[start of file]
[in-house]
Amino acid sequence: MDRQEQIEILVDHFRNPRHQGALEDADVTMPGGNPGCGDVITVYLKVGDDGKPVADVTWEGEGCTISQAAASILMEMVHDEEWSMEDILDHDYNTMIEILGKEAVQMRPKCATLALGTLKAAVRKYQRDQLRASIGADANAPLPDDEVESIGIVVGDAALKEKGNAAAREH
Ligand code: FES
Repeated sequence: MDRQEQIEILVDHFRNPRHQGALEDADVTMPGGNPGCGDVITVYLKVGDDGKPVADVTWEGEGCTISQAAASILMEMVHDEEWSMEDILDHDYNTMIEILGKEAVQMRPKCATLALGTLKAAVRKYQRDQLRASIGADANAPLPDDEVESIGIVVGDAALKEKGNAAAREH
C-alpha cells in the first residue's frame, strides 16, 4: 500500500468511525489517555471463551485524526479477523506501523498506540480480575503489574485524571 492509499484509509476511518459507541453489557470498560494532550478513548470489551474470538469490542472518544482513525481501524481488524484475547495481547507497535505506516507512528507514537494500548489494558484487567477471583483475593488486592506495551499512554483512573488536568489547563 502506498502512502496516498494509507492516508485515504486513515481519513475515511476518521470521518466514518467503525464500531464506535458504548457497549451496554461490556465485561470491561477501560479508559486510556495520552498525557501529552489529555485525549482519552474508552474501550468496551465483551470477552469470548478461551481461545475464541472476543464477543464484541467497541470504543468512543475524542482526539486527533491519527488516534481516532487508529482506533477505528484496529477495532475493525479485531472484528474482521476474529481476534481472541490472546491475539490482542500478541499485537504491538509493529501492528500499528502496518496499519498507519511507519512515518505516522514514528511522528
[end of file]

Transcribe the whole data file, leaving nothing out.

[in-house]
Amino acid sequence: MDRQEQIEILVDHFRNPRHQGALEDADVTMPGGNPGCGDVITVYLKVGDDGKPVADVTWEGEGCTISQAAASILMEMVHDEEWSMEDILDHDYNTMIEILGKEAVQMRPKCATLALGTLKAAVRKYQRDQLRASIGADANAPLPDDEVESIGIVVGDAALKEKGNAAAREH
Ligand code: FES
Repeated sequence: MDRQEQIEILVDHFRNPRHQGALEDADVTMPGGNPGCGDVITVYLKVGDDGKPVADVTWEGEGCTISQAAASILMEMVHDEEWSMEDILDHDYNTMIEILGKEAVQMRPKCATLALGTLKAAVRKYQRDQLRASIGADANAPLPDDEVESIGIVVGDAALKEKGNAAAREH
C-alpha cells in the first residue's frame, strides 16, 4: 500500500468511525489517555471463551485524526479477523506501523498506540480480575503489574485524571 492509499484509509476511518459507541453489557470498560494532550478513548470489551474470538469490542472518544482513525481501524481488524484475547495481547507497535505506516507512528507514537494500548489494558484487567477471583483475593488486592506495551499512554483512573488536568489547563 502506498502512502496516498494509507492516508485515504486513515481519513475515511476518521470521518466514518467503525464500531464506535458504548457497549451496554461490556465485561470491561477501560479508559486510556495520552498525557501529552489529555485525549482519552474508552474501550468496551465483551470477552469470548478461551481461545475464541472476543464477543464484541467497541470504543468512543475524542482526539486527533491519527488516534481516532487508529482506533477505528484496529477495532475493525479485531472484528474482521476474529481476534481472541490472546491475539490482542500478541499485537504491538509493529501492528500499528502496518496499519498507519511507519512515518505516522514514528511522528